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Archive Philosophy

Last Updated: 10/7/19 by Neil Spinner

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  1. Archive Philosophy

1Archive Philosophy

If you are a scientist, engineer, student, or technician, it is likely that you are a very busy person.  When you are busily working in a laboratory setting, you likely generate reams of results that need to be properly organized, archived, analyzed, and ultimately presented to your coworkers, your employer, your professor, or to individuals outside your company or organization.  The measurements that you make in the laboratory probably come from a variety of instruments (balances, spectrometers, potentiostats, chromatographs, etc.), and the information is recorded in a variety of ways (notes jotted down in your lab notebook, data files stored on hard drives, hard copy printouts from printers, etc.).  Keeping track of all of this information can be a difficult management task.

Figure 1. Messy Desk

Many researchers choose to maintain their data as a collection of one or more hard copy notebooks cross-indexed with a set of data files stored on their hard drive in a (hopefully) organized fashion.  This is the typical approach used by a student or small research laboratory, and many researchers prefer this approach because the results are organized in a way that “makes sense to me” as an individual.  Retrieving information from this type of system can still prove challenging for an individual after several months or years have passed since the data was acquired, especially if a given experiment involved multiple data files stored in a proprietary format created by a particular instrument manufacturer.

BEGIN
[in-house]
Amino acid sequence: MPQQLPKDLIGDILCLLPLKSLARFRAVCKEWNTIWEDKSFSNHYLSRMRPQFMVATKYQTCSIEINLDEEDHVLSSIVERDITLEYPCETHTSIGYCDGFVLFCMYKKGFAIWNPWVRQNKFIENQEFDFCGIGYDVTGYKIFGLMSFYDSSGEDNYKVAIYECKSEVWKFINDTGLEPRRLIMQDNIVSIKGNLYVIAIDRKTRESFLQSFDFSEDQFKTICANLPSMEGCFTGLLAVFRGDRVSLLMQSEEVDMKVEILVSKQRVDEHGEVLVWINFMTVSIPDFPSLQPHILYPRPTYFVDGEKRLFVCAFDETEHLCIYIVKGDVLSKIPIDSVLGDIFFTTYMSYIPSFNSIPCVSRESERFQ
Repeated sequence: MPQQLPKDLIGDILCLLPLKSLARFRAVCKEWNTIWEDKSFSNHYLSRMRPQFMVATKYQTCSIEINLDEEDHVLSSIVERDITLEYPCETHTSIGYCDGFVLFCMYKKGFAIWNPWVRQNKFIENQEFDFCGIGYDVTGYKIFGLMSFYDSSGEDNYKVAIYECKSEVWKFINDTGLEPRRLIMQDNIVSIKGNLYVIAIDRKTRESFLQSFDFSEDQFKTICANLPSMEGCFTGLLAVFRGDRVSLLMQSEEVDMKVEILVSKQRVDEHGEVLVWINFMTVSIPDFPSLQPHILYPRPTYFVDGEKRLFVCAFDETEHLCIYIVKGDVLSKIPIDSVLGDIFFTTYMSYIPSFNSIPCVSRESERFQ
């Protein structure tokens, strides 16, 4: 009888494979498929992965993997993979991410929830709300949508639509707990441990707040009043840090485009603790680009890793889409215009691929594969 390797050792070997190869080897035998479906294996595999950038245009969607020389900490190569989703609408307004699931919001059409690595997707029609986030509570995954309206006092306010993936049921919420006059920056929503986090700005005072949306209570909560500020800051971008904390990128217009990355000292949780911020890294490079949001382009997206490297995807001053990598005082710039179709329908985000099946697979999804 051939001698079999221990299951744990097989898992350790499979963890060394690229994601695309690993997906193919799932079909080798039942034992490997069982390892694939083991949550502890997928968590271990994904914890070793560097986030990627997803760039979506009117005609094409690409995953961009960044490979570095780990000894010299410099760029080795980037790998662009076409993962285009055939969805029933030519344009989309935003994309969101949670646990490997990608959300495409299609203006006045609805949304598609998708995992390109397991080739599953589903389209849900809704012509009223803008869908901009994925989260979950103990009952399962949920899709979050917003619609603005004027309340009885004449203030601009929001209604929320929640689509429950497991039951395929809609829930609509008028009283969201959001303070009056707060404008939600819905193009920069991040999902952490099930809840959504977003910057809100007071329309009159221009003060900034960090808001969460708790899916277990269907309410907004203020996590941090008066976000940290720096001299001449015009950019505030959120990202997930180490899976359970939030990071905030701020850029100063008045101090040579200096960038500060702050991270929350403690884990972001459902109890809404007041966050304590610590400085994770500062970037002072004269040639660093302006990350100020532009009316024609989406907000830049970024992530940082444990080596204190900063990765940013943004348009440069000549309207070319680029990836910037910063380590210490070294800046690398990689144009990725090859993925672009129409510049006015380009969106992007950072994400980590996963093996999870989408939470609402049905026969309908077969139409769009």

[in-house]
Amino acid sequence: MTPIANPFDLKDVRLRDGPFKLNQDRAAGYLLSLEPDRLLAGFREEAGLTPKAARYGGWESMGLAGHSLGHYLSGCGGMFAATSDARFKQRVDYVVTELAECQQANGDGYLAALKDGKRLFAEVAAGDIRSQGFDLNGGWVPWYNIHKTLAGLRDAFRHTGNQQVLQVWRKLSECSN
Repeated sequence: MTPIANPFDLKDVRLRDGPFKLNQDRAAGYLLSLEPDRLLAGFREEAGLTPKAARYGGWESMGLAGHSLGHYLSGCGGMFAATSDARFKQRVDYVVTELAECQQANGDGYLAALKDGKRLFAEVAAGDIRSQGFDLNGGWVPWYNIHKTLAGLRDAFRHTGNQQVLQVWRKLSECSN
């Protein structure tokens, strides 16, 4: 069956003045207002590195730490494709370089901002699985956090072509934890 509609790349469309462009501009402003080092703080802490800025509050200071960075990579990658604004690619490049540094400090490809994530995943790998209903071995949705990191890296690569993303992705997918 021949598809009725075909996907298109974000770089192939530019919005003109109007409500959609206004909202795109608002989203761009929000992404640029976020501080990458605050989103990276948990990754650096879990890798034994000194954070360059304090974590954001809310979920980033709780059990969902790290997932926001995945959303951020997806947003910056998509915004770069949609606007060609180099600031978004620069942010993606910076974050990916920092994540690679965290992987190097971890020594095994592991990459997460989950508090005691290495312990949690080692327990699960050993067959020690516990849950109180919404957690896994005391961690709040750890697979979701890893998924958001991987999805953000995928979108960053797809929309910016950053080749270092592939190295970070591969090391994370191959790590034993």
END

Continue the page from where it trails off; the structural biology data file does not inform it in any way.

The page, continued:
At the opposite extreme, very large organizations often choose to implement huge (and expensive) Laboratory Information Management Systems (or LIMS) and then require all instruments and employees to log experimental results directly into the LIMS database.  While the organization as a whole can rest assured that all of the information ends up safe and secure within the LIMS, many individual researchers find conforming to a mandated archiving protocol to be stifling and awkward.  Such LIMS systems are expensive to maintain and often not flexible enough to meet the needs of the individual researcher.
For these reasons, at Pine Research we decided to try and strike a balance between storing data in a bunch of individual files in a folder somewhere on your hard drive and the opposite extreme of keeping all the results in some type of huge database.  Neither extreme seems very desirable, so we have implemented a middle path with medium-sized “data archives” as the primary method of data storage in AfterMath.
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